d&b Soundscape at the Frankfurt Opera — AV.technology
Orchestra behind stage and a pit full of speakers; how one of Europe’s greatest stages overcame Covid with Soundscape
Frankfurt Opera in Germany is one of the most renowned opera stages in Europe, having paved the way for many successful operatic careers. Recently, with an extensive d&b audio system already installed, the venue chose to enrich its audiences’ sound experience with d&b Soundscape technology.
A d&b DS100 Signal engine was duly purchased in time for the 2019/2020 season and the staging of a world premiere at the Bockenheimer Depot – Frankfurt Opera’s second venue.
“It was a spatially complex work, with moving actors and an orchestra spread across the stage” explains sound engineer, Margit Baruschka. Unfortunately, due to the pandemic the production was postponed to 2021.
The decision was then made to move the entire Soundscape system to the Frankfurt Opera. Here it could be used to adapt some of the regular program to allow for social distancing rules.
Head of Sound, Christian Wilde describes how: “For a production of Mozart’s ‘The Abduction from the Seraglio’, we moved the orchestra behind the stage. Despite these unusual circumstances, we wanted to achieve a credible orchestral representation for the audience – and in this context Soundscape became our primary tool.”
The explicit aim was to let the orchestra sound as realistic as possible – something Baruschka values highly. But with large amounts of scenery onstage, very little direct sound could be heard from the musicians playing backstage, presenting something of a challenge for the sound engineers. “The premise is that you shouldn’t hear our work,” said Baruschka. “Ideally, the audience don’t even notice the electroacoustic support at all.”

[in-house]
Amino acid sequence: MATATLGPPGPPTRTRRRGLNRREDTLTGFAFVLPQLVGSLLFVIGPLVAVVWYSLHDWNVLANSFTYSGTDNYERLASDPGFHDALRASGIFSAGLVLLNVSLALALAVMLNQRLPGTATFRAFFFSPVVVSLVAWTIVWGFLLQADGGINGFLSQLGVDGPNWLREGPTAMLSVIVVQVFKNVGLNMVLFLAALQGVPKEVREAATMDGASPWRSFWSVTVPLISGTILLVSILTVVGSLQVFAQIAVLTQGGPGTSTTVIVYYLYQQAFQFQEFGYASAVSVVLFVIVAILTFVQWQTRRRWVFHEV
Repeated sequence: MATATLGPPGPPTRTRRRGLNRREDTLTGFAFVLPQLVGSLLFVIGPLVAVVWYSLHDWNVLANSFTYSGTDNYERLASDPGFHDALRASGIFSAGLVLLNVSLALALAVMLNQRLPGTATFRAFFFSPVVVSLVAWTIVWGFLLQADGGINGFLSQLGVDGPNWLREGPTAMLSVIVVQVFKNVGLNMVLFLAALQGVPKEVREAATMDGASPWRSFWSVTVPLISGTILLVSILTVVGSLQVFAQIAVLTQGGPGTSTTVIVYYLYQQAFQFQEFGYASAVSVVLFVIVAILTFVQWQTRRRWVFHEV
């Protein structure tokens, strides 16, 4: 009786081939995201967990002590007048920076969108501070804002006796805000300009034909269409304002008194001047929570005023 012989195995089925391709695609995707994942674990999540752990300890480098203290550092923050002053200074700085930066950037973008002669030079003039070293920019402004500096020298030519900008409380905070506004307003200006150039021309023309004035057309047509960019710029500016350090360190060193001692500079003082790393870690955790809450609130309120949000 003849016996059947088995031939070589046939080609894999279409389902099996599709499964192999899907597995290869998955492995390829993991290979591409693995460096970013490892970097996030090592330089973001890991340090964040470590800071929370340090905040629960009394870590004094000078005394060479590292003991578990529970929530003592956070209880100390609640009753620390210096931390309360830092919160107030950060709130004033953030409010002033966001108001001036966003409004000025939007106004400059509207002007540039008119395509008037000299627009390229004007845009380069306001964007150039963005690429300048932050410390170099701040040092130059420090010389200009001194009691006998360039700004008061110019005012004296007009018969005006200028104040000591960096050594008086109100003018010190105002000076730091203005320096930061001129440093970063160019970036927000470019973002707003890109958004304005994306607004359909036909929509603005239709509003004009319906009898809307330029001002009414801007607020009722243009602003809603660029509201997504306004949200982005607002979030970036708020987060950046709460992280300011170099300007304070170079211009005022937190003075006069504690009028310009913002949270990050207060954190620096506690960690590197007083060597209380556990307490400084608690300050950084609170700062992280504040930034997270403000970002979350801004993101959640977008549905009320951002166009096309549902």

To achieve this perfect ‘illusion’ for the audience, the venue opted to place loudspeakers in the orchestra pit. “We set up a whole battery of loudspeakers in the pit in order to let the main audio emanate from there,” explains Wilde. “For Opera, it is simply not acceptable for sound to solely come from above the proscenium.”
The team’s first experience with Soundscape has left them delighted and looking to a future with the new technology onboard. “It’s by no means the case that we regard Soundscape merely as a solution for special pandemic situations,” says sound engineer, Lennart Scheuren. “On the contrary, we are supporting actors with microphones all the time. In future we will increasingly embed such signals in the sound reproduction with Soundscape and in this way achieve a more natural representation.”
For Wilde the wider benefits are also clear. “With conventional sound reinforcement, listeners who do not sit in the middle of the row will always perceive individual signals as coming more from the left or right, which makes it harder to be fully immersed in the music. Soundscape enables us to stabilise the sound image over the visible width of the proscenium opening – even if there are no loudspeakers in that exact location. It’s being able to achieve this consistency – of visual and acoustic perception – regardless of the individual seat, that is the decisive benefit of d&b Soundscape. And why it will be part of the future at Frankfurt Opera.”